11/13/2010 9:10:58 PM
Adding trail riding/mountain biking to the list of things to do when you travel together as a family, or just to knock around some afternoon together, adds a new dimension, and new opportunity for fun and adventure to you and yours. Below is a quicker, easier to read list of ideas based upon recent experience with my kids.
Take care, and good riding.
- Pick a trail park that has a kids playground nearby. This gives kids additional rewards after a challenging ride to let loose with other kids.
- If possible, start out on dual tracks. Let the kids get use to softer terrain and the extra effort and balance that is required for the surface. They won't have felt this before riding in the neighborhood.
- Keep focused on being outdoors together, stop and explore the surroundings and interesting features. Encourage the kids and do not criticize their performance or technique. Be positive and help them with obstacles by explaining specific techniques to overcome them. Depending on age and experience level, what is a minor challenge to you is a mountain to them. Try to view things from a kids point of view.
- Remember, the ride with the family is not a race, take your time, be patient. Allow the child to build both strength and confidence.
- Allow the kids the chance to lead on familiar trails, allow them the opportunity to be independent. The sense of freedom can be exhilerating (for all of us).
- Prior to hitting a trail with switch backs, kids need to learn to turn tightly and stay upright. I have played with my kids in an open parking lot chasing each other like squadrons of fighers, twisting, turning, accelerating, braking.
- Make an afternoon of it, or a day, take a picnic, ride to the picnic site, ride the trails, then hit the playground. For young kids, there has to be something more than just the ride. As they get older, their focus will be more in tune spending time with you, the trail and its own challenges.
- For beginners, plan short rides, pick the trail and plan the route based on the capabilities of your kids, not yours, allow the kids to help plan the ride to aid in anticipation for it.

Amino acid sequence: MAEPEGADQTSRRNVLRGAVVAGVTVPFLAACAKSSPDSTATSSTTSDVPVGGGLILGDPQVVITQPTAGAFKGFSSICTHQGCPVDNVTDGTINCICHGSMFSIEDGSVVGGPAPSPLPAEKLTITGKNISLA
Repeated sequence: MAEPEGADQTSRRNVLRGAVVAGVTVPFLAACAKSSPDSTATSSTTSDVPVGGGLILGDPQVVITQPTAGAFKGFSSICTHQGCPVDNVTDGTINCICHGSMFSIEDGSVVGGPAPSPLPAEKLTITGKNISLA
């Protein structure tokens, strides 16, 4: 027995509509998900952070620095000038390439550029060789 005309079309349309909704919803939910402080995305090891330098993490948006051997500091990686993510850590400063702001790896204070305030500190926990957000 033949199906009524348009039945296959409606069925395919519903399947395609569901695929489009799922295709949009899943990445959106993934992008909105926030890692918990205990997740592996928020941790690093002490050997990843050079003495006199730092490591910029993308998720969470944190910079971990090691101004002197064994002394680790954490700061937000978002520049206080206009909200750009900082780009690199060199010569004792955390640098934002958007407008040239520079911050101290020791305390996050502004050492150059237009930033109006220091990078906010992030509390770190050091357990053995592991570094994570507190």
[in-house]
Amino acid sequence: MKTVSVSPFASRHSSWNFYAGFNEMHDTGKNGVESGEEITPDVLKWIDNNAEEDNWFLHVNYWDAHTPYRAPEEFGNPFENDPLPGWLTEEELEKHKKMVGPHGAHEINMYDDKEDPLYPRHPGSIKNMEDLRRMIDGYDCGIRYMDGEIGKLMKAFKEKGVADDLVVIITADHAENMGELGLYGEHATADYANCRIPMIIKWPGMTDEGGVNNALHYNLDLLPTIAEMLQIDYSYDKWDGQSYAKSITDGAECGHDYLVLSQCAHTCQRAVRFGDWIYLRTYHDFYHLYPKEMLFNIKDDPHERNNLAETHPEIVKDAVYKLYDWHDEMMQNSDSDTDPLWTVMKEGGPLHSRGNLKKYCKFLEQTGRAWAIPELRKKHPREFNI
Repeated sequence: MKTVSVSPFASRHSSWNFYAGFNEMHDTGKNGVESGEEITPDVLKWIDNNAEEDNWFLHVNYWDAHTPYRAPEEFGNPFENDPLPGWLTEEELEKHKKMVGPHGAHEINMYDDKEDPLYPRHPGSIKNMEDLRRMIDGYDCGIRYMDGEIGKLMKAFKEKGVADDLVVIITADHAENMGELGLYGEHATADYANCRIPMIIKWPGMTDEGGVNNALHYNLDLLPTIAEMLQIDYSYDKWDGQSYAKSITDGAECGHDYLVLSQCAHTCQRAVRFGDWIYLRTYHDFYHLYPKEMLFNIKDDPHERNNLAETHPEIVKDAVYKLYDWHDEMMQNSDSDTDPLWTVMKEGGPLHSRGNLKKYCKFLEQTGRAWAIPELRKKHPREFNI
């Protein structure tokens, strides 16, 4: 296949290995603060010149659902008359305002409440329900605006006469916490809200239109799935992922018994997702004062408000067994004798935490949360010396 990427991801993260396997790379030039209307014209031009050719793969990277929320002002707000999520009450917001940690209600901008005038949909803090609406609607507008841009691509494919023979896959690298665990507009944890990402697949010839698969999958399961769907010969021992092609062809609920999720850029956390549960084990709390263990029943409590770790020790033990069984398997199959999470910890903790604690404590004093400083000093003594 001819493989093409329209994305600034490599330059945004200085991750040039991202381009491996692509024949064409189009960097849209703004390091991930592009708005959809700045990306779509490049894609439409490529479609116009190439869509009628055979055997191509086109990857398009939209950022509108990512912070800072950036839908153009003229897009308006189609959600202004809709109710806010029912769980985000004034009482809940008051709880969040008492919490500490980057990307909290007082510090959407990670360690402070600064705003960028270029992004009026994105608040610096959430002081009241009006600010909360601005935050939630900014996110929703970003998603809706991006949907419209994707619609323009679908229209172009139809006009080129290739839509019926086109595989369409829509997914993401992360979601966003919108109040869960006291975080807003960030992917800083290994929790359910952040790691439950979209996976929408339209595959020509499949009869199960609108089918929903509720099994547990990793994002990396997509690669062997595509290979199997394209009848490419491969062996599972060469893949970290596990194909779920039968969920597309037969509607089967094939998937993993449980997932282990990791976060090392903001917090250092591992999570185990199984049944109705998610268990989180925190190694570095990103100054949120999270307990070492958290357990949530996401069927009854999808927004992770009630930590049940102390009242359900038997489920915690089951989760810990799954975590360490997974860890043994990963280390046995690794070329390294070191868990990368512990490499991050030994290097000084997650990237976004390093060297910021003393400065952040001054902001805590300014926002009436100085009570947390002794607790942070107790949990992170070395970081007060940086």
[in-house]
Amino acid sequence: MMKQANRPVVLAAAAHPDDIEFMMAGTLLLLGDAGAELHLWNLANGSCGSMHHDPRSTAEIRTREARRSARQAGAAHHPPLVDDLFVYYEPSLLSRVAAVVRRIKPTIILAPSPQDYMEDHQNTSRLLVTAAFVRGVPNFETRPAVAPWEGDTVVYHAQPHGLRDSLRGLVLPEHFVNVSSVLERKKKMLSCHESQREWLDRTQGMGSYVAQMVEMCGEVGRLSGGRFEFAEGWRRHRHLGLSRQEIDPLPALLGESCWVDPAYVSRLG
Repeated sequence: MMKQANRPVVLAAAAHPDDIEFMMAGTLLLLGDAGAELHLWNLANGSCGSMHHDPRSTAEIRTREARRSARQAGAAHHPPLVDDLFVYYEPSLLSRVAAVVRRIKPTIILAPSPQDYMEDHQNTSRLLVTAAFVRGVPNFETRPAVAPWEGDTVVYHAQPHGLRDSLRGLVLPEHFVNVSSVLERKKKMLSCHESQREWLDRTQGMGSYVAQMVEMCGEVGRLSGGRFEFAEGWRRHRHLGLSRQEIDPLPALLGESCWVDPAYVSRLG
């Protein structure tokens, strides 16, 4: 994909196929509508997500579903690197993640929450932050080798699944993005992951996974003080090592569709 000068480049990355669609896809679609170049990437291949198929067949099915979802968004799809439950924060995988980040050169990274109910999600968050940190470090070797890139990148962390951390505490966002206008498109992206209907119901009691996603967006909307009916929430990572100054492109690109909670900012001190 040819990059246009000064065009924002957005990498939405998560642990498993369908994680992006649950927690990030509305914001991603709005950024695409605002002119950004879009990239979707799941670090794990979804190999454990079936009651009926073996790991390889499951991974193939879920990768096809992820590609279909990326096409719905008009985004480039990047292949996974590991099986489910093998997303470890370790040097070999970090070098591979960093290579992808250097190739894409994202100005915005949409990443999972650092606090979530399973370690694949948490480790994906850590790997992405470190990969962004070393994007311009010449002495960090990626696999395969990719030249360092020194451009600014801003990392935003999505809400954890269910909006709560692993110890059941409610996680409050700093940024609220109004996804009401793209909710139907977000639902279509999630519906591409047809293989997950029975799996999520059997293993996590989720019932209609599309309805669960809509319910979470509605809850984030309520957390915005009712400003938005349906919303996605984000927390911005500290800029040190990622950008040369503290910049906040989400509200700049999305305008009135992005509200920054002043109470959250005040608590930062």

- Kids need engagement and activity before the ride. Let them help assemble the bike (if front wheel removed), reset the brake caliper and inspect the condition and function of the bike for trail readiness.
- Kids, at least mine, really like having their own seat bag with tools, a pump, and first aid kit. This gives them investment in the ride, builds a sense of ownership and independence. They can be just like you!
- Taking friends on the trail can be a real booster for your kids, and introduces new riders to the sport. Also, it allows other kids an opportunity to do something that they may not ever have the opportunity to do without being invited to do so. A side benefit, your child will learn leadership as they help their friends negotiate the trail and show them how to prepare for the ride. You will actually watch your child grow in the process and take responsibility for the safety of their friends, and have a blast the whole time while riding the twisties.
- Finally (big list), remember, the goal is giving your time and focus on them and sharing an enduring experience together they will likely never forget. It will likely not be a good cardio workout for you, but what is strengthened instead, and more importantly, is a closer relationship with you that is built upon trust and your commitment to their development. It's not the quality of time you spend together (kids do not score your efforts), but the quantity of time you invest that they will remember. Mountain biking can be a family activity that you can share together over a good number of years and continue to reap the benefit.